President Biden praised Ketanji Brown Jackson as he introduced her to the nation as his nominee to the Supreme Court in remarks at the White House.
The nomination sets in motion a historic confirmation process for the first Black woman to sit on the highest court in the nation.
“It is my honor to introduce to the country a daughter of former public school teachers a proven consensus builder and an accomplished lawyer and distinguished jurist, on one of the nation’s most prestigious courts. My nominee for the United States Supreme Court is Ketanji Brown Jackson,” Biden said.
Biden reiterated that the decision is one of the “most serious constitutional responsibilities a President has” and said that the process to select her was “rigorous.”
“I promised the process will be rigorous and I would select a nominee worthy of the Justice [Stephen] Breyer’s legacy of excellence and decency, someone extremely qualified with a brilliant legal mind, with the utmost character and integrity, which is equally important,” he said.
Biden went on to praise Jackson’s career as a public defender and in private law practice.
“If confirmed, she will join Justice [Sonia] Sotomayor as the only other member of the United States Supreme Court who has experience as a trial court judge, a critical qualification in my view,” he added.
Read more about the nominee’s career here.4 min ago
A look back at Ketanji Brown Jackson’s legal career
From CNN’s Jake Tapper and Ariane de Vogue
As a judge in Washington, DC — where some of the most politically charged cases are filed — Ketanji Brown Jackson issued notable rulings touching on Congress’ ability to investigate the White House.
As a district court judge, she wrote a 2019 opinion siding with House lawmakers who sought the testimony of then-White House Counsel Don McGahn. Last year, she was on the unanimous circuit panel that ordered disclosure of certain Trump White House documents to the House January 6 committee.
Following Breyer’s retirement announcement in late January, Biden began reviewing background materials, such as legal records and writings, about his potential picks, which included Jackson, California Supreme Court Justice Leondra Kruger and South Carolina US District Judge J. Michelle Childs.
Biden first committed to nominating a Black female US Supreme Court justice when he was running for president in 2020. On a debate stage in South Carolina, Biden argued that his push to make “sure there’s a Black woman on the Supreme Court” was rooted in an effort to “get everyone represented.”
Jackson was born in the nation’s capital but grew up in the Miami area. She was a member of the debate team at Miami Palmetto Senior High School before earning both her undergraduate degree and law degree at Harvard.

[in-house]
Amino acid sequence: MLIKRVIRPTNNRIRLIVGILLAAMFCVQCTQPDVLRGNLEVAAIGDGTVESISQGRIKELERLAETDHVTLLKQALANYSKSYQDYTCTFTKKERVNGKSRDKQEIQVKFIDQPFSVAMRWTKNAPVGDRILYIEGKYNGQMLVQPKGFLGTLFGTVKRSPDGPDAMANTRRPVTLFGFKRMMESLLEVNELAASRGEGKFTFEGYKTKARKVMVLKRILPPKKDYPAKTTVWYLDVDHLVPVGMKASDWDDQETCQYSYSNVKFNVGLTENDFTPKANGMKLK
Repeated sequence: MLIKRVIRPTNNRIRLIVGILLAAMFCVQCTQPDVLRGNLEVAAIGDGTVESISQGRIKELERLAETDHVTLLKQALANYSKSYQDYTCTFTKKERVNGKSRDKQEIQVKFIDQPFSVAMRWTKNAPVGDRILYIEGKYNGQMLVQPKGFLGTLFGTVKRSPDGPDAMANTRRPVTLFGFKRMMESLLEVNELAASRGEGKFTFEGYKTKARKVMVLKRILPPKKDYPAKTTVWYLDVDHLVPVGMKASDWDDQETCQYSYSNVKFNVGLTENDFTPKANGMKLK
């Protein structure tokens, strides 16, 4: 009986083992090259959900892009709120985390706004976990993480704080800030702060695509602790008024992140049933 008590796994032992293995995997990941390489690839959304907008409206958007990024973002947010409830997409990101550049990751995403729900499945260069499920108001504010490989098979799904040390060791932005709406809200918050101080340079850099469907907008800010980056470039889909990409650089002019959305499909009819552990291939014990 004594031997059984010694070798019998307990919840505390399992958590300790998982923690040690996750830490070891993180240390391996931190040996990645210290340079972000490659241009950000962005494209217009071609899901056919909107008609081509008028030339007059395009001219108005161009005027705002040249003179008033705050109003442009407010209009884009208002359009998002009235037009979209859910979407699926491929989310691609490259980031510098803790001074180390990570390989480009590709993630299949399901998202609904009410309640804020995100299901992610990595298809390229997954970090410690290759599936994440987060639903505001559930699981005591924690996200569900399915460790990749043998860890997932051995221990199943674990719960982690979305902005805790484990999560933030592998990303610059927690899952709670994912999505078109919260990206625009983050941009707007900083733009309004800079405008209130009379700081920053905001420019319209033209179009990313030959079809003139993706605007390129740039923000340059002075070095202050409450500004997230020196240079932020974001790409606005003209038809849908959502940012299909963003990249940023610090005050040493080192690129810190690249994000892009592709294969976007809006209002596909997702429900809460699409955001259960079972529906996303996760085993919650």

At her 2021 confirmation hearing for the appellate court, she connected her family’s professions — her parents worked in public schools — to her decision to work as a public defender.
“I come from a background of public service. My parents were in public service, my brother was a police officer and (was) in the military,” she said at the time, “and being in the public defenders’ office felt very much like the opportunity to help with my skills and talents.”
Former House Speaker Paul Ryan, a Republican, is a relative by marriage and introduced her at the 2013 hearing for her district court nomination.
Conservatives have already previewed how they will scrutinize her record defending Guantanamo Bay detainees as a public defender. The role she played in her uncle’s successful efforts to seek a commutation from former President Barack Obama has also attracted attention. When she was in private practice in 2008, she referred her uncle’s file to the firm Wilmer Hale, which several years later submitted the file.
As a judge, some other notable cases she has in her record are a 2018 case brought federal employee unions where she blocked parts of executive orders issued by former President Donald Trump, and a case where she ruled against Trump policies that expand the categories of non-citizens who could be subject to expedited removal procedures without being able to appear before a judge.
Jackson penned more than 500 opinions in the eight years she spent on the district court.
Read more about her life and career here.11 min ago
NOW: Biden and Supreme Court nominee Judge Ketanji Brown Jackson speak at the White House
From CNN’s Jake Tapper, Ariane de Vogue, Jeff Zeleny and Betsy Klein
The nomination will set in motion a historic confirmation process for the first Black woman to sit on the highest court in the nation.